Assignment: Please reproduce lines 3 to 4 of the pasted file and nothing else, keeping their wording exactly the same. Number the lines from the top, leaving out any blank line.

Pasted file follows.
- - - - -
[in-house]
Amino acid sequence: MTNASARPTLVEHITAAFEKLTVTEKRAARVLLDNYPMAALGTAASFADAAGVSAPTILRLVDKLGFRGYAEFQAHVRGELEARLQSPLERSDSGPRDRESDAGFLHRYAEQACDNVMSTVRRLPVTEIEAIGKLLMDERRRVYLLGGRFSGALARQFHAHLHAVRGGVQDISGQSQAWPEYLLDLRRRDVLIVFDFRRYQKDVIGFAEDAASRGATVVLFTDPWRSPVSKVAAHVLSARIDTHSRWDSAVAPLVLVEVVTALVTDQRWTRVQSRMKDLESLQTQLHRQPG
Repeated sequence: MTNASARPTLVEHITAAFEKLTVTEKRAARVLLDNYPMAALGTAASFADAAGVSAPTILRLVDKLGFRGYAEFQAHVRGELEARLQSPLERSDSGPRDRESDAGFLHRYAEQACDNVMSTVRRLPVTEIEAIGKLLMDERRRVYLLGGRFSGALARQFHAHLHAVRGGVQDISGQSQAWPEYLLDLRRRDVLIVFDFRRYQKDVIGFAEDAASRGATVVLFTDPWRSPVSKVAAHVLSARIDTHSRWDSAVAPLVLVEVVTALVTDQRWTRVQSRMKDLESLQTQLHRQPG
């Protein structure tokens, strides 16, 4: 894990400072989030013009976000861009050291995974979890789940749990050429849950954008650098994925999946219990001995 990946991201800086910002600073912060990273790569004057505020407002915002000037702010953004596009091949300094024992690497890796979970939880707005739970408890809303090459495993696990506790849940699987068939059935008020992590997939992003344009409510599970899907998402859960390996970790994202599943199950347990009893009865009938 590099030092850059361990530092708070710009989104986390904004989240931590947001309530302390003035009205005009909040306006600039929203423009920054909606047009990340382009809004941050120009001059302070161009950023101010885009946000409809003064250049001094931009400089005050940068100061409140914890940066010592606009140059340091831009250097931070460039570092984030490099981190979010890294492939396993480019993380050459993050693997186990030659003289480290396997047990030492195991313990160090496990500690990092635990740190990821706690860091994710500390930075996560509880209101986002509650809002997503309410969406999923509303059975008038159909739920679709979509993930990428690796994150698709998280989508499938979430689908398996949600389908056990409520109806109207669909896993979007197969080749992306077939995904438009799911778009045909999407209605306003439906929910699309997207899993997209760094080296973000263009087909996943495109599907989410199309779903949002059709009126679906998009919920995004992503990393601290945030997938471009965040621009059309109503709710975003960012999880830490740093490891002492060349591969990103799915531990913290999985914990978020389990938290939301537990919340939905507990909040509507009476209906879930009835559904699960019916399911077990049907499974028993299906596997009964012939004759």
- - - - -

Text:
Repeated sequence: MTNASARPTLVEHITAAFEKLTVTEKRAARVLLDNYPMAALGTAASFADAAGVSAPTILRLVDKLGFRGYAEFQAHVRGELEARLQSPLERSDSGPRDRESDAGFLHRYAEQACDNVMSTVRRLPVTEIEAIGKLLMDERRRVYLLGGRFSGALARQFHAHLHAVRGGVQDISGQSQAWPEYLLDLRRRDVLIVFDFRRYQKDVIGFAEDAASRGATVVLFTDPWRSPVSKVAAHVLSARIDTHSRWDSAVAPLVLVEVVTALVTDQRWTRVQSRMKDLESLQTQLHRQPG
């Protein structure tokens, strides 16, 4: 894990400072989030013009976000861009050291995974979890789940749990050429849950954008650098994925999946219990001995 990946991201800086910002600073912060990273790569004057505020407002915002000037702010953004596009091949300094024992690497890796979970939880707005739970408890809303090459495993696990506790849940699987068939059935008020992590997939992003344009409510599970899907998402859960390996970790994202599943199950347990009893009865009938 590099030092850059361990530092708070710009989104986390904004989240931590947001309530302390003035009205005009909040306006600039929203423009920054909606047009990340382009809004941050120009001059302070161009950023101010885009946000409809003064250049001094931009400089005050940068100061409140914890940066010592606009140059340091831009250097931070460039570092984030490099981190979010890294492939396993480019993380050459993050693997186990030659003289480290396997047990030492195991313990160090496990500690990092635990740190990821706690860091994710500390930075996560509880209101986002509650809002997503309410969406999923509303059975008038159909739920679709979509993930990428690796994150698709998280989508499938979430689908398996949600389908056990409520109806109207669909896993979007197969080749992306077939995904438009799911778009045909999407209605306003439906929910699309997207899993997209760094080296973000263009087909996943495109599907989410199309779903949002059709009126679906998009919920995004992503990393601290945030997938471009965040621009059309109503709710975003960012999880830490740093490891002492060349591969990103799915531990913290999985914990978020389990938290939301537990919340939905507990909040509507009476209906879930009835559904699960019916399911077990049907499974028993299906596997009964012939004759």